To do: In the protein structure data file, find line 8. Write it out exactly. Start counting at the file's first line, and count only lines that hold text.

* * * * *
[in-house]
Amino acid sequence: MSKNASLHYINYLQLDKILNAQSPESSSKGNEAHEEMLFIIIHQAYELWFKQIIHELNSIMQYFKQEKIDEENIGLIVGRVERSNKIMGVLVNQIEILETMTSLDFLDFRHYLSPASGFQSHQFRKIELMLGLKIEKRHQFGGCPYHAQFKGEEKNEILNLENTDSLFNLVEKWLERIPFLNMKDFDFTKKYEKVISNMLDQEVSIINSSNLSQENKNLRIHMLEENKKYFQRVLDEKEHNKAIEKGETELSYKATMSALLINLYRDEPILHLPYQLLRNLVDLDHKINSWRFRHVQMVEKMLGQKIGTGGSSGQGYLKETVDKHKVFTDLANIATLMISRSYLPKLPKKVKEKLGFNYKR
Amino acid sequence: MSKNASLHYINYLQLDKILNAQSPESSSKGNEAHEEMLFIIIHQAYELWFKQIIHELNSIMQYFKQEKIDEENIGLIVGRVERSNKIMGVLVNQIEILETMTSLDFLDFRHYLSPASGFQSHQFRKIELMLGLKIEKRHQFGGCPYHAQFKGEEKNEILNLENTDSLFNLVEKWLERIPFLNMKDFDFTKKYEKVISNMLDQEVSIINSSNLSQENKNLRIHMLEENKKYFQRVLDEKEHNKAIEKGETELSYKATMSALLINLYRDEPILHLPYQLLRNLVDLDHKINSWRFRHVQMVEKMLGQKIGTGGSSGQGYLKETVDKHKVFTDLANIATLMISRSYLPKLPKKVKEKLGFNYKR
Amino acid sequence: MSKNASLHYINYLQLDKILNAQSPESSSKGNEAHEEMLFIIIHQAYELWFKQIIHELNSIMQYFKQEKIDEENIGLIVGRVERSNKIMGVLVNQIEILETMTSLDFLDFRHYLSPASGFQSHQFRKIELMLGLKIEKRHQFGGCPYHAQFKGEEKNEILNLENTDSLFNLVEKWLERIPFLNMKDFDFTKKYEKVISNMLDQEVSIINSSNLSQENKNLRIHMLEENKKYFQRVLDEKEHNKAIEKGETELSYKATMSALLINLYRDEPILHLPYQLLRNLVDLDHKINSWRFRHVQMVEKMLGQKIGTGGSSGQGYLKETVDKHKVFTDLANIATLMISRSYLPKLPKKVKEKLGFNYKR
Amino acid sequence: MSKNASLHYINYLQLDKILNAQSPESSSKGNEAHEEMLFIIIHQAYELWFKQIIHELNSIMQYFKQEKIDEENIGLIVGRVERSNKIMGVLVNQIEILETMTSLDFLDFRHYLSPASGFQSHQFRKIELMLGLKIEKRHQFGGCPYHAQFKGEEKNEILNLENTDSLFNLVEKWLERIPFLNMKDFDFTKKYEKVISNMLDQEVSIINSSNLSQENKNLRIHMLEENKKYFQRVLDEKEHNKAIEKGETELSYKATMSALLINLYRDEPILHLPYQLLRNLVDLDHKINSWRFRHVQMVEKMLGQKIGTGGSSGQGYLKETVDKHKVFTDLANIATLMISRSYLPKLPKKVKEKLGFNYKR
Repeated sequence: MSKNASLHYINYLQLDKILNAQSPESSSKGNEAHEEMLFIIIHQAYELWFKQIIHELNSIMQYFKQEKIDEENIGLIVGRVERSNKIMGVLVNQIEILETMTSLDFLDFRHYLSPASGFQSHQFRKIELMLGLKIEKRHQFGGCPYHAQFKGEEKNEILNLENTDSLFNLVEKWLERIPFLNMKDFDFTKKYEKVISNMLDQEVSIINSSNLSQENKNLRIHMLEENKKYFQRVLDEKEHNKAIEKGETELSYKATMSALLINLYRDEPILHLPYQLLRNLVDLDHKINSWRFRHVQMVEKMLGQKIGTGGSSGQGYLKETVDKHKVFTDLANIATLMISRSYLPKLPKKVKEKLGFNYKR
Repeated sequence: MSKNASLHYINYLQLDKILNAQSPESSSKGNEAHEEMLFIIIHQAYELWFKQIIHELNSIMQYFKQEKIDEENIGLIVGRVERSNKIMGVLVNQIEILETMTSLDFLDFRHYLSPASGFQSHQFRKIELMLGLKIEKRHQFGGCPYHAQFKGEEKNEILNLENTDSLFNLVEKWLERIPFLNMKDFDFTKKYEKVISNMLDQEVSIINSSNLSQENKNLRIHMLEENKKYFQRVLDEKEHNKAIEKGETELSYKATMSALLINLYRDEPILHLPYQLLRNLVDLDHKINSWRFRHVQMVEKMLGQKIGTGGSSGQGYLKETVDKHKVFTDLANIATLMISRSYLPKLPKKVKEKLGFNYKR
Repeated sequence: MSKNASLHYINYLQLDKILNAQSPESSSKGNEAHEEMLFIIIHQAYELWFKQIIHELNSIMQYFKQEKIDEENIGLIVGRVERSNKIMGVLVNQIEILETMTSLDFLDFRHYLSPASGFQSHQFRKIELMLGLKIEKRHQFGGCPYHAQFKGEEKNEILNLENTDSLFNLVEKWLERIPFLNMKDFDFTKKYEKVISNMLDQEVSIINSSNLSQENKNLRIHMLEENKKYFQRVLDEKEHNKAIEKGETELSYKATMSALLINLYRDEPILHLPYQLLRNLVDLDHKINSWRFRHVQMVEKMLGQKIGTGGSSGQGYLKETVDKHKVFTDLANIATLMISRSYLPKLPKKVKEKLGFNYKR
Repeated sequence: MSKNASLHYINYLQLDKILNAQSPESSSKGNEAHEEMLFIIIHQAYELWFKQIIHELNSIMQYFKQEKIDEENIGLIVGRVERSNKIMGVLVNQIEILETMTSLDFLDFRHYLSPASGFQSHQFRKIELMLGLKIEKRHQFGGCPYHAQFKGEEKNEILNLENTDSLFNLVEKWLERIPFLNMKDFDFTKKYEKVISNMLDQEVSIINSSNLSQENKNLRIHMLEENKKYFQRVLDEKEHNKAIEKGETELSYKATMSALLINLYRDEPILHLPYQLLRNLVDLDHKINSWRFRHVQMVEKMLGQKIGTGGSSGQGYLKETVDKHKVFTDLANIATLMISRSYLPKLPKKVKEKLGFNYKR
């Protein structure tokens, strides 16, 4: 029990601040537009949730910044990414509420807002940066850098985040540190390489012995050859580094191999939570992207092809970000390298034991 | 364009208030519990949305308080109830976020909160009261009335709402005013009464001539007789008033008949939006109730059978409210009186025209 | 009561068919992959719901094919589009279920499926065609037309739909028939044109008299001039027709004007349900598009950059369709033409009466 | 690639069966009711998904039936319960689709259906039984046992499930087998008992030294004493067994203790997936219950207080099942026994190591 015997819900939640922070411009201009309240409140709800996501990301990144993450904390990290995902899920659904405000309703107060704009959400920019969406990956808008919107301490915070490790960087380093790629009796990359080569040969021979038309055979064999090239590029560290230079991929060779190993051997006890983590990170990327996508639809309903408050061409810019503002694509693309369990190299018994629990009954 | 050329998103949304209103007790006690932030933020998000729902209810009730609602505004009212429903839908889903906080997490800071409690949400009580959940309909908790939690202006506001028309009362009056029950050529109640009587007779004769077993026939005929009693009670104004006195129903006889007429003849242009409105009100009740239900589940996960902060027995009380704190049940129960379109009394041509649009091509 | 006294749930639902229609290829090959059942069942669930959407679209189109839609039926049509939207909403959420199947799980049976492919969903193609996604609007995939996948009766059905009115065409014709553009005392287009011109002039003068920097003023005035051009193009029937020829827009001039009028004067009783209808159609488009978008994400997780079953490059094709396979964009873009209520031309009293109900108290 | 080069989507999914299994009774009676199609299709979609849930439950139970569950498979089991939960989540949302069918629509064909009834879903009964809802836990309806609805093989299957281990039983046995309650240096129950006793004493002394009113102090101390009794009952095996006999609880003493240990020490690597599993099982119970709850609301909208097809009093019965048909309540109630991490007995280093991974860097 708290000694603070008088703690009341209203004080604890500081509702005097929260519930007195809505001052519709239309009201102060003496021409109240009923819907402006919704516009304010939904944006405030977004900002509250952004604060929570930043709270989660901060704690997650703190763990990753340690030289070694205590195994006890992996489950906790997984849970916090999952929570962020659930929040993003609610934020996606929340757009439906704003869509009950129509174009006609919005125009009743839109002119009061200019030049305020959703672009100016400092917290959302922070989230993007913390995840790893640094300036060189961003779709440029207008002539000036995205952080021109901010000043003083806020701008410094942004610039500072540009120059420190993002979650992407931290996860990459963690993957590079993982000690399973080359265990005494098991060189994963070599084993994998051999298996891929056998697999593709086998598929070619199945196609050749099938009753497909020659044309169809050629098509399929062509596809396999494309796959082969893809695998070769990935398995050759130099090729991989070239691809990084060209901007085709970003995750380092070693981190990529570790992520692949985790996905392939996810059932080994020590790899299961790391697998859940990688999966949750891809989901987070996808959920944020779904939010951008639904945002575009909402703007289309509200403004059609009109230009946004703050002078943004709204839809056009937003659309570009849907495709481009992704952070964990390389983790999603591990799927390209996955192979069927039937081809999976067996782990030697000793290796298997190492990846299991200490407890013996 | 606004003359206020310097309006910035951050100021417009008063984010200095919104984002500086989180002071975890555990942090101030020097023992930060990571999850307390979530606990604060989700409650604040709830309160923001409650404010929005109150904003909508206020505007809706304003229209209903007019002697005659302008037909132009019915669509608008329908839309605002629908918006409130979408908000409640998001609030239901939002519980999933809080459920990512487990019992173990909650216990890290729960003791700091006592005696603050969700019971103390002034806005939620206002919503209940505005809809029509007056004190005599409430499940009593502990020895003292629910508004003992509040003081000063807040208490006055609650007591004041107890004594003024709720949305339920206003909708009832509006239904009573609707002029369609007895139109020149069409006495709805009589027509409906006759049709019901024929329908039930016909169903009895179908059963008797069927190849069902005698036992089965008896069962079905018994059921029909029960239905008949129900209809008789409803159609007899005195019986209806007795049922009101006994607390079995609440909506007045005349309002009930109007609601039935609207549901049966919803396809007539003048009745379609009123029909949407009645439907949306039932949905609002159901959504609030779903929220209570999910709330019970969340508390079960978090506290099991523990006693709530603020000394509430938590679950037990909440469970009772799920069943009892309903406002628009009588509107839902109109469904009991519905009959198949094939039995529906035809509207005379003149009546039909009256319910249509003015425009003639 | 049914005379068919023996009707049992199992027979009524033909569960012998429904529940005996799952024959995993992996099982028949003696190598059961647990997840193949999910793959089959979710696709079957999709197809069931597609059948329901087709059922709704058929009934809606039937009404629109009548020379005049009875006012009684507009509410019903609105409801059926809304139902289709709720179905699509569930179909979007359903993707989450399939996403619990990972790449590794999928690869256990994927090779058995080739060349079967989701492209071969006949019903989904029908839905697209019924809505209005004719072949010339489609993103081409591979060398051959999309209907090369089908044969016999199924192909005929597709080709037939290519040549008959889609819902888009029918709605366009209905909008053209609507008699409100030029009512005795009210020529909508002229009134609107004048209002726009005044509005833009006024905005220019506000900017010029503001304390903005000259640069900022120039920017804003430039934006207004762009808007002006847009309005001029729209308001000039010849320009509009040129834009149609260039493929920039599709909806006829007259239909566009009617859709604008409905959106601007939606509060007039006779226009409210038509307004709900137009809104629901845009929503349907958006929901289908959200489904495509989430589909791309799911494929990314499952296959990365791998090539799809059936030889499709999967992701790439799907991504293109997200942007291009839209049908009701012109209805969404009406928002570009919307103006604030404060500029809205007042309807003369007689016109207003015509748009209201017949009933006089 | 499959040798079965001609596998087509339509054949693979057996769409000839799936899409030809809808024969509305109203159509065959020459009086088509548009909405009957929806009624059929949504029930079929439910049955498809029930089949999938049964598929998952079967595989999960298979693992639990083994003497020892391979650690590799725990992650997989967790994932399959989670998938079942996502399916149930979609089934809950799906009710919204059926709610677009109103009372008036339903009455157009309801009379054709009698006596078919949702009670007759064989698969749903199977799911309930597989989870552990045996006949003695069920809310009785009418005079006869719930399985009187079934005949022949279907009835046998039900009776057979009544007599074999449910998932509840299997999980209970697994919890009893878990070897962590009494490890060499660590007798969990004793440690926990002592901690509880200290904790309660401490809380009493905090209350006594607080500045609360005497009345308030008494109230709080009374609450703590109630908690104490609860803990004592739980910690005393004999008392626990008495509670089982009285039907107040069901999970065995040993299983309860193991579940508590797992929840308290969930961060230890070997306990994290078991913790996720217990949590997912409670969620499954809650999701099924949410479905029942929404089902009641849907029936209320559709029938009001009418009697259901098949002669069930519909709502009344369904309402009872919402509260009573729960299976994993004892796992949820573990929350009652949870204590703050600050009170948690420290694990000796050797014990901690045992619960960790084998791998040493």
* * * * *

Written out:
Repeated sequence: MSKNASLHYINYLQLDKILNAQSPESSSKGNEAHEEMLFIIIHQAYELWFKQIIHELNSIMQYFKQEKIDEENIGLIVGRVERSNKIMGVLVNQIEILETMTSLDFLDFRHYLSPASGFQSHQFRKIELMLGLKIEKRHQFGGCPYHAQFKGEEKNEILNLENTDSLFNLVEKWLERIPFLNMKDFDFTKKYEKVISNMLDQEVSIINSSNLSQENKNLRIHMLEENKKYFQRVLDEKEHNKAIEKGETELSYKATMSALLINLYRDEPILHLPYQLLRNLVDLDHKINSWRFRHVQMVEKMLGQKIGTGGSSGQGYLKETVDKHKVFTDLANIATLMISRSYLPKLPKKVKEKLGFNYKR